Current plans to expand the use of competition rulemaking rely on section 6(g) of the FTC Act1115 U.S.C. § 46(g). and depend heavily on a 1973 decision of the U.S. Court of Appeals for the District of Columbia: National Petroleum Refiners.12Nat’l Petrol. Refiners Ass’n v. Fed. Trad Comm’n, 482 F.2d 672 (1973). It is possible that the “best if used by” date of the D.C. Circuit’s decision has expired, or that its expiry date has passed, as well. If the FTC commences competition rulemaking proceedings on the basis of National Petroleum Refiners, will the reasoning of the court of appeals from fifty years ago hold up today amid greater judicial skepticism about the regulatory state?

The FTC also may seek to perform more fully the role that Professor Daniel Crane has called norms creation13Daniel A. Crane, The Institutional Structure of Antitrust Enforcement 125 (2011) (“[T]he Justice Department’s Antitrust Division is sometimes a captive to norms created in private litigation.”). by using section 5 of the FTC Act.1415 U.S.C. § 45. This function and its embodiment in section 5, to a large degree, motivated Congress to create the FTC in 1914, yet the FTC has enjoyed a minimum of success in fulfilling this vision in the subsequent 107 years. Why will new initiatives fare better this time before a judiciary that is likely to be wary about Commission cases premised upon section 5’s famously broad grant of authority?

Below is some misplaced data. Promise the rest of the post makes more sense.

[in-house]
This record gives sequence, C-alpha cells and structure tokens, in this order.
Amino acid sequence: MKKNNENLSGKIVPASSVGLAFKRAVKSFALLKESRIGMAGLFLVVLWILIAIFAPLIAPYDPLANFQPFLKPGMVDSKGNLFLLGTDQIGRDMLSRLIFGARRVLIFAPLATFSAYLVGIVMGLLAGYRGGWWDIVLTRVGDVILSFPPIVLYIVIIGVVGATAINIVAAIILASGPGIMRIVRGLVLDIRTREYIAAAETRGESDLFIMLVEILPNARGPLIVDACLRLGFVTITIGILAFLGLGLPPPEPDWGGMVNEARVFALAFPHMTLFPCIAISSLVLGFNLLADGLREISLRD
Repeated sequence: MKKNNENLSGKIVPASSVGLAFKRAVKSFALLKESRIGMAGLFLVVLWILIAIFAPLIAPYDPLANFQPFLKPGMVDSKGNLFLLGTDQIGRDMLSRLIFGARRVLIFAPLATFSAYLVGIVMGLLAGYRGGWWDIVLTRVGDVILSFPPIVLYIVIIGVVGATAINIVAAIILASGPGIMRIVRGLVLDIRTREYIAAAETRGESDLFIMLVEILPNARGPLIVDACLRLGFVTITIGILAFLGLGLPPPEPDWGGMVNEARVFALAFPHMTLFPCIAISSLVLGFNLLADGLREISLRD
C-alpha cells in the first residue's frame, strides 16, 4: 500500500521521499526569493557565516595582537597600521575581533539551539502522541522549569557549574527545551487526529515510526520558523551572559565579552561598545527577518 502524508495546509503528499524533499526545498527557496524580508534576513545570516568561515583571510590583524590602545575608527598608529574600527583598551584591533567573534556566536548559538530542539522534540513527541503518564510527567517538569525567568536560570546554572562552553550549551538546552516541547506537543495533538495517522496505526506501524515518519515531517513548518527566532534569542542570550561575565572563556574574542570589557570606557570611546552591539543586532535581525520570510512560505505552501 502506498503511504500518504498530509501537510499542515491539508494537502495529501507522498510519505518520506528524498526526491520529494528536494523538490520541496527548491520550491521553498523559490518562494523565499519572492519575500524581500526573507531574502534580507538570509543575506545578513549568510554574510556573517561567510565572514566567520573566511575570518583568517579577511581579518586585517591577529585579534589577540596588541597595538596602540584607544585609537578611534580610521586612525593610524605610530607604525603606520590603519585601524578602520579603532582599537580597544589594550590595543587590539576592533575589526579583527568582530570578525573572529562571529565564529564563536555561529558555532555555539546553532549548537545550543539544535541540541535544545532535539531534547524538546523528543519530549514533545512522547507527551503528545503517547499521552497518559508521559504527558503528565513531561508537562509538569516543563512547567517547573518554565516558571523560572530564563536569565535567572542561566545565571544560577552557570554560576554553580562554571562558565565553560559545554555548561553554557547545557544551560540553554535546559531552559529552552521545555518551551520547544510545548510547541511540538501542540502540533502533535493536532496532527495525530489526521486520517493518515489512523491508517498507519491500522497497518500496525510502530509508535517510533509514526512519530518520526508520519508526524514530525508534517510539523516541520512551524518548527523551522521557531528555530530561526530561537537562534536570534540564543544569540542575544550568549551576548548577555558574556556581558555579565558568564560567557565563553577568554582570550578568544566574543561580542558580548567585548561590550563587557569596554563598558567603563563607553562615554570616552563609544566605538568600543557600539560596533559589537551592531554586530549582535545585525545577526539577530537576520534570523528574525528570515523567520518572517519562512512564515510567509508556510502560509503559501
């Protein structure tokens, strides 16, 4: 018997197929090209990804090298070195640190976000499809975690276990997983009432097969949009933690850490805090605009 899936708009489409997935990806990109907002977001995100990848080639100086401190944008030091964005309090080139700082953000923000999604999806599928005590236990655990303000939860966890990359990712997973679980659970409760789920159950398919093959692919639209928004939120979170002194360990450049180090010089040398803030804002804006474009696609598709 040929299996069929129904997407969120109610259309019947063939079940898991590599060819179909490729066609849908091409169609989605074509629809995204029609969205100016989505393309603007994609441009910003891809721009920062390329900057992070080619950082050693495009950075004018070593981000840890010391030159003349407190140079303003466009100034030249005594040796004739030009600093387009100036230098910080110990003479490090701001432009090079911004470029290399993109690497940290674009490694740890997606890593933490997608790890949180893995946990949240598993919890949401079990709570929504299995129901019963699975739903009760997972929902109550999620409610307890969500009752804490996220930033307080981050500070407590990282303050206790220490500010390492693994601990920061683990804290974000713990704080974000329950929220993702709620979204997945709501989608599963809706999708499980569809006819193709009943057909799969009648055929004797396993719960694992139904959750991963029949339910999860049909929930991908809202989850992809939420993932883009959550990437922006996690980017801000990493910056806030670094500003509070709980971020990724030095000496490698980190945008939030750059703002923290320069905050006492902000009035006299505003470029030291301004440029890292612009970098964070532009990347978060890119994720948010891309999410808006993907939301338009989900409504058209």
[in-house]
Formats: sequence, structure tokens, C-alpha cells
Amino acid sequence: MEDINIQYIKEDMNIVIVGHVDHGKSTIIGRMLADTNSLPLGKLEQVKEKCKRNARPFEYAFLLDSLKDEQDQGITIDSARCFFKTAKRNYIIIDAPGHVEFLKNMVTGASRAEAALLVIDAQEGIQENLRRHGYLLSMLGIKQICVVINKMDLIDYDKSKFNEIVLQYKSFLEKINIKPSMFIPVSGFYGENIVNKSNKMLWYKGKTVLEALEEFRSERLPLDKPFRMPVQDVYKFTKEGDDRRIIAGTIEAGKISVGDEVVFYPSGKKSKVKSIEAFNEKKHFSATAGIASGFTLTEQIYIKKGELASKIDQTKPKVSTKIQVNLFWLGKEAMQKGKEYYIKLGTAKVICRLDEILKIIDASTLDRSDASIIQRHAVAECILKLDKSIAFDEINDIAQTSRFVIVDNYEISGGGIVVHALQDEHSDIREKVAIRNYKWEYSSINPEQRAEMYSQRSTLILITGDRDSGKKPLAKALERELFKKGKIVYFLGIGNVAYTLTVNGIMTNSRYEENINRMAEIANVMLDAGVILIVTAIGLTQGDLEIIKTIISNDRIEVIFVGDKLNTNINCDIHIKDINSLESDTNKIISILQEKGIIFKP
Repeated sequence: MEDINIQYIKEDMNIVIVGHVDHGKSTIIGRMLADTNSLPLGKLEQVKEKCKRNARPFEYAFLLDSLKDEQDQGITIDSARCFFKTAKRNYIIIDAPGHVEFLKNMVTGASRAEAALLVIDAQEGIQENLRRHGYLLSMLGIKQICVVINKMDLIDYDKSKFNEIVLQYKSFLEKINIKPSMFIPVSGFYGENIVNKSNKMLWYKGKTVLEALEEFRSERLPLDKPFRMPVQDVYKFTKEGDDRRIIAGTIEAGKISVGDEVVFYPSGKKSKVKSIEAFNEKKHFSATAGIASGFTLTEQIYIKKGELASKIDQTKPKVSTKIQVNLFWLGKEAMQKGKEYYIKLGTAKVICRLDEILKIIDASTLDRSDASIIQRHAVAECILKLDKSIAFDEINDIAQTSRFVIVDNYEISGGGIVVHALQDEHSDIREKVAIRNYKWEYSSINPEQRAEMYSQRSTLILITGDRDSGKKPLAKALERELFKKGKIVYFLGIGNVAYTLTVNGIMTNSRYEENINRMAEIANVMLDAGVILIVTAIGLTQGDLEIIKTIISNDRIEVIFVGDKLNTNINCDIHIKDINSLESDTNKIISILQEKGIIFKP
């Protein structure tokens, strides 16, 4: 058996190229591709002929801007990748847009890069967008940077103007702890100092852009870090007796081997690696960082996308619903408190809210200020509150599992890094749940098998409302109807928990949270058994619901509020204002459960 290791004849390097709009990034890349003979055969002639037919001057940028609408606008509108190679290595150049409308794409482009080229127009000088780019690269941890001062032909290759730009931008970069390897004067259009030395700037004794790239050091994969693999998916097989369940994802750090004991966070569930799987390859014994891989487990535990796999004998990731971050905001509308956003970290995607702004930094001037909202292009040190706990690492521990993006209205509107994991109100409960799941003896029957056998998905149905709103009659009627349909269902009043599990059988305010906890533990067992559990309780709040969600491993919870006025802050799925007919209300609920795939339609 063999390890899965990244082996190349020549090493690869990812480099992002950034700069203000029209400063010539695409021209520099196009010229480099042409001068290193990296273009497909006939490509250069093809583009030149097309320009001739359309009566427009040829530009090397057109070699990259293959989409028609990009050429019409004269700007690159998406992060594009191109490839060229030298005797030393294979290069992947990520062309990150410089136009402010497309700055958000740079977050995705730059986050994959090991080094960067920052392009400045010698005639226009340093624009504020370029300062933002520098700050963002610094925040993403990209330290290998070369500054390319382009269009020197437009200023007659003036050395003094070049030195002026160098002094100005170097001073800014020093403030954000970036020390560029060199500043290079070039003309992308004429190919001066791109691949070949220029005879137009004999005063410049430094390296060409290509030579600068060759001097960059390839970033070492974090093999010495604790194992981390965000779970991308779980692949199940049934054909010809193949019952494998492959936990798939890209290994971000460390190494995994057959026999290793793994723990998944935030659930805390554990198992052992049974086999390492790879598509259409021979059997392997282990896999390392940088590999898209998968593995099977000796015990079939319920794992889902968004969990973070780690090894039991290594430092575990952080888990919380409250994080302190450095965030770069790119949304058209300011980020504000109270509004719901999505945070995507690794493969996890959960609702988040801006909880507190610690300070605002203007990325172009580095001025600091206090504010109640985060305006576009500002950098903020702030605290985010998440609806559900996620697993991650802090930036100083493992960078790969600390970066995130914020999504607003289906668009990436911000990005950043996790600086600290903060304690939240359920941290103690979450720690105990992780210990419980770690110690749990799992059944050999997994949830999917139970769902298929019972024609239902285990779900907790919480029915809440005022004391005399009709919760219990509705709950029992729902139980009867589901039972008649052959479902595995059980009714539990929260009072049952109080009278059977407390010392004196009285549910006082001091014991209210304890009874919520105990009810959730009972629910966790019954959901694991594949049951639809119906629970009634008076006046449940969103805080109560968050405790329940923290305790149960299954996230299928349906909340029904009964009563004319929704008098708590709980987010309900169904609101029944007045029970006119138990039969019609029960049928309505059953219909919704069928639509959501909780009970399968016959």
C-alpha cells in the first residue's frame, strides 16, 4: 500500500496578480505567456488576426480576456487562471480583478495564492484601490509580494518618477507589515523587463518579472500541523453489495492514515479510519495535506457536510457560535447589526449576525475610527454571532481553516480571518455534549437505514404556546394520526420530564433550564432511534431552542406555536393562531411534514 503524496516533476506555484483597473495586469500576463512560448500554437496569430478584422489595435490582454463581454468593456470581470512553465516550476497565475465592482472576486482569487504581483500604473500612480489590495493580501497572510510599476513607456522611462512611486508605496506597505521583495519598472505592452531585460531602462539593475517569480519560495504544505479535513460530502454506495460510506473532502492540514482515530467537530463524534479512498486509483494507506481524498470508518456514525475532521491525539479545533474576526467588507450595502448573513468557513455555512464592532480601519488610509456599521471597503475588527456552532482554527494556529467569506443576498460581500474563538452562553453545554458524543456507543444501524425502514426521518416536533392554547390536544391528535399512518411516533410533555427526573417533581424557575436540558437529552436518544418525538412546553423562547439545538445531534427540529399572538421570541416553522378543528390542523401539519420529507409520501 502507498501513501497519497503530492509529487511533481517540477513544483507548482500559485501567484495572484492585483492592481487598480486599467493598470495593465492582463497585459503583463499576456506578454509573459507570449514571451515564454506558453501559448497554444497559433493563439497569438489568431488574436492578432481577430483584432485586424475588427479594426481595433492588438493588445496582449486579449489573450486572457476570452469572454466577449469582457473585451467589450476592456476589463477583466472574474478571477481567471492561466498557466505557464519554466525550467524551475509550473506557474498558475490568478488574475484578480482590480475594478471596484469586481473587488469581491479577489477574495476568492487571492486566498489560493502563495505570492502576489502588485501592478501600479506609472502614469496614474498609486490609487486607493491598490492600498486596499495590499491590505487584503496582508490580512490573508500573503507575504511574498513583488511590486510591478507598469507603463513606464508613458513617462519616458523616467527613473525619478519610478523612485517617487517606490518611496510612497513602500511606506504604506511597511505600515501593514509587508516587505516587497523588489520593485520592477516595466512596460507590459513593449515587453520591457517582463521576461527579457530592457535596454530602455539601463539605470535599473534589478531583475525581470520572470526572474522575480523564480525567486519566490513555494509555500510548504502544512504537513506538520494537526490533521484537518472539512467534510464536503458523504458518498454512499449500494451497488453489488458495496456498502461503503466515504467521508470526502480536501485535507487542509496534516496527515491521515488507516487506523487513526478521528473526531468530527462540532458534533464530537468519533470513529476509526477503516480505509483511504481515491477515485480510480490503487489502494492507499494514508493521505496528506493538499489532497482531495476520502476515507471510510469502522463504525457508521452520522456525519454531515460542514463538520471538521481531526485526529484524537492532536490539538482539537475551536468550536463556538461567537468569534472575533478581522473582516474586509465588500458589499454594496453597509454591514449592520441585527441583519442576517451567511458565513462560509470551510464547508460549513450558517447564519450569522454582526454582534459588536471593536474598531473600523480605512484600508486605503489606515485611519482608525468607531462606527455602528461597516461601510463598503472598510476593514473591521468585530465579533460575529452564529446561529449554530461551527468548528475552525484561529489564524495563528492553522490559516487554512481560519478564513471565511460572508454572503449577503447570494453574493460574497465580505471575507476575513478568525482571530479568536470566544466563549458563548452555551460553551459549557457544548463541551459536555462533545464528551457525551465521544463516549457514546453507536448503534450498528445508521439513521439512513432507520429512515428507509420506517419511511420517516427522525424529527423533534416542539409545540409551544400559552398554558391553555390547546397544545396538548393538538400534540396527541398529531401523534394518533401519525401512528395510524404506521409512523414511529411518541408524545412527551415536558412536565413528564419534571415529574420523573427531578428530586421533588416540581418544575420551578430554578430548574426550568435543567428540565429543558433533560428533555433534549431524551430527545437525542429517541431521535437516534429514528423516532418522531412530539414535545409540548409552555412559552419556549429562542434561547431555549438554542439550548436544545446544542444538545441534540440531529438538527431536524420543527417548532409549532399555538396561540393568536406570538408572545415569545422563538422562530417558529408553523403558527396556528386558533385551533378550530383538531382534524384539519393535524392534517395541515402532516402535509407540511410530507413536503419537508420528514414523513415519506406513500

Until his retirement in 2022, Justice Stephen Breyer had been the Supreme Court’s preeminent expert in administrative law, antitrust, and economic regulation. He also has been the best friend the FTC has on the Court, now leaving. His successor (and a former Breyer clerk), Justice Ketanji Brown Jackson, may prove to be more sympathetic than some of her new colleagues are to government intervention in the economy. Yet, no member of the Court today matches Justice Breyer in his regulatory policy and administrative law expertise and his deep knowledge of and, I think, respect for the FTC. As much as he regards the FTC favorably, Justice Breyer authored the opinion for the unanimous Court in AMG Capital. His favorable perspective, on the whole, for the FTC will be missing as other matters come about.

Congress seems to be moving toward enacting comprehensive privacy reform. Congress appears minded to give the new privacy enforcement to the FTC. Will this step eventually provide a stimulus to spin off the FTC’s competition portfolio to the Department of Justice and transform the FTC into an omnibus consumer protection and privacy authority? To preserve its antitrust mandate, the agency may be pressed to explain why having competition, consumer protection, and privacy under the same roof makes sense.

Another major issue for the FTC that could provoke a basic reassessment of the institutional framework for U.S. policymaking is the agency’s portfolio of remedies. Congress in 1914 gave the agency broad power to adjust doctrine and policy, but only light-touch remedies. The chief vehicle for doctrinal adjustments would be section 5 of the FTC Act, and its application would be informed by the unique research capabilities grounded in section 6 of the FTC Act.1515 U.S.C. § 46. Another key question for the agency is whether jurisdictional carve-outs for common carriers, not-for-profits, and for banks, created in the early 20th century, will carry on. The persistence of these anachronistic exclusions prevents the agency from carrying out its mandate in vital economic sectors that do not resemble the state of the world as Congress saw it in 1914.